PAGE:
[Kurosawa seminar] Intensive reading and presentations of “Primordial Leadership” with Professor Hasegawa (Professor Hasegawa) (28 November 2013)


 On 28 November 2013, Professor Hasegawa visited the Kurosawa seminar for the first time in almost one year. In this seminar, first, five students made presentations about the peacebuilding in Timor-Leste referring to Chapter 5 to 8 of the “Primordial Leadership” written by Professor Hasegawa.
 In the presentations of the transitional justice in Timor-Leste, Mr. Kohei Yokota and Mr. Yasuki Uchiyama explained the activities of Commission for Reception, Truth and Reconciliation in East Timor (CAVR), The Serious Crimes Process (SCP), the recommendation of The Commission of Experts (COE) and issues of The Commission of Truth and Friendship (CTF) including ways of thinking of Timor-Leste’s leaders. Then some issues and forms of transitional justice, the differences among ICTY, ICTR, Special Court for Sierra Leone and Special Panels for Timor-Leste were pointed out and examined.
 After that, Ms. Mai Uchida and Mr. Junho Yoon referred to the transition to a sustainable development framework from Peacekeeping or Peacebuilding. In their presentations, they discussed some issues such as the premature withdrawal of UNMISET, and opinions of several interested countries. In addition, they reviewed the process of transition to a sustainable development framework.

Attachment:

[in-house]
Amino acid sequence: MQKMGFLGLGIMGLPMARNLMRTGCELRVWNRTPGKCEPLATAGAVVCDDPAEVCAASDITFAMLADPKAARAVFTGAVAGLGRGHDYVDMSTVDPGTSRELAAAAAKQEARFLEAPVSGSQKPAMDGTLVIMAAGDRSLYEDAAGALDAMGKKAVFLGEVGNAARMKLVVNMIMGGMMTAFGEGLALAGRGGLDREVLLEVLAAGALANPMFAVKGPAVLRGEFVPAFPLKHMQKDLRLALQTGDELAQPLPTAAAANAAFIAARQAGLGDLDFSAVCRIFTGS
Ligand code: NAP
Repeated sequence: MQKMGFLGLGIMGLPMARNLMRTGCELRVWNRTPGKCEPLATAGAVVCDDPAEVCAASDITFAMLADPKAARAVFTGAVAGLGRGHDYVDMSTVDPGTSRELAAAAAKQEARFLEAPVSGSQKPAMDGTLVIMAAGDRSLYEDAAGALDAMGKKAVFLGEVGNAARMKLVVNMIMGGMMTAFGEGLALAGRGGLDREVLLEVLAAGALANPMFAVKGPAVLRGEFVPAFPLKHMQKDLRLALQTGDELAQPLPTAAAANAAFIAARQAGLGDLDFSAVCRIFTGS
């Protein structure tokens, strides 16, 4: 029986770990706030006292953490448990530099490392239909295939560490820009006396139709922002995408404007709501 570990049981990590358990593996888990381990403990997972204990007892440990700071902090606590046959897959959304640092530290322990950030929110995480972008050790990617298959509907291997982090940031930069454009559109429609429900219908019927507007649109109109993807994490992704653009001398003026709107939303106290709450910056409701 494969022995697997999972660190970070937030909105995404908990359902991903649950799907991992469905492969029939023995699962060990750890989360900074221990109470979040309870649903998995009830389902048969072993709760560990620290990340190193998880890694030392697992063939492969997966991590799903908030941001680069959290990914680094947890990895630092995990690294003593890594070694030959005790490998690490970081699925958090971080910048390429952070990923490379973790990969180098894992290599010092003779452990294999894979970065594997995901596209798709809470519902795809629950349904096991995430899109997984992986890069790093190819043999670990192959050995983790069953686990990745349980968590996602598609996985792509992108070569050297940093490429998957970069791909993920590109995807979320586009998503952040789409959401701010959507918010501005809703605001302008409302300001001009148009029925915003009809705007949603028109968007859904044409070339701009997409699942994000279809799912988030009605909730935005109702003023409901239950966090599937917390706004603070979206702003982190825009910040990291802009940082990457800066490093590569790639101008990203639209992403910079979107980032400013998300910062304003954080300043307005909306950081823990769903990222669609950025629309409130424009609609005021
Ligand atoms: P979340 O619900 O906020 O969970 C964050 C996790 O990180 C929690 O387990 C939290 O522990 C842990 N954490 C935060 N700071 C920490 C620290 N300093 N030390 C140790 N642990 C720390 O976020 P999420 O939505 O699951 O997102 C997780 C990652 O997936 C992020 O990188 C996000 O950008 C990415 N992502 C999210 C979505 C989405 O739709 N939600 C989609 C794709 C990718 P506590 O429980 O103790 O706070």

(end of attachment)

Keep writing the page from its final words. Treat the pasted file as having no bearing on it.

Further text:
Then Mr. Keiki Takemasa referred to the composition and roles of missions from UNTAET to UNMIT and how the structure and nature of peacebuilding missions changed in Timor-Leste. He pointed out that peacebuilding are long-term tasks quoted from the words of Mr. Kofi Anan.
 Following the students presentations, Professor Hasegawa explained the implications of various measures and programmes with the use of photos taken at the time in Timor-Leste. Then he elaborated the differences between rule of law and rule by law, frame of reference of Timorese leaders, the differences between retributive justice and restorative justice, what the means of enhancing ownership are and his own view of conflict tree. (Yasuki Uchiyama)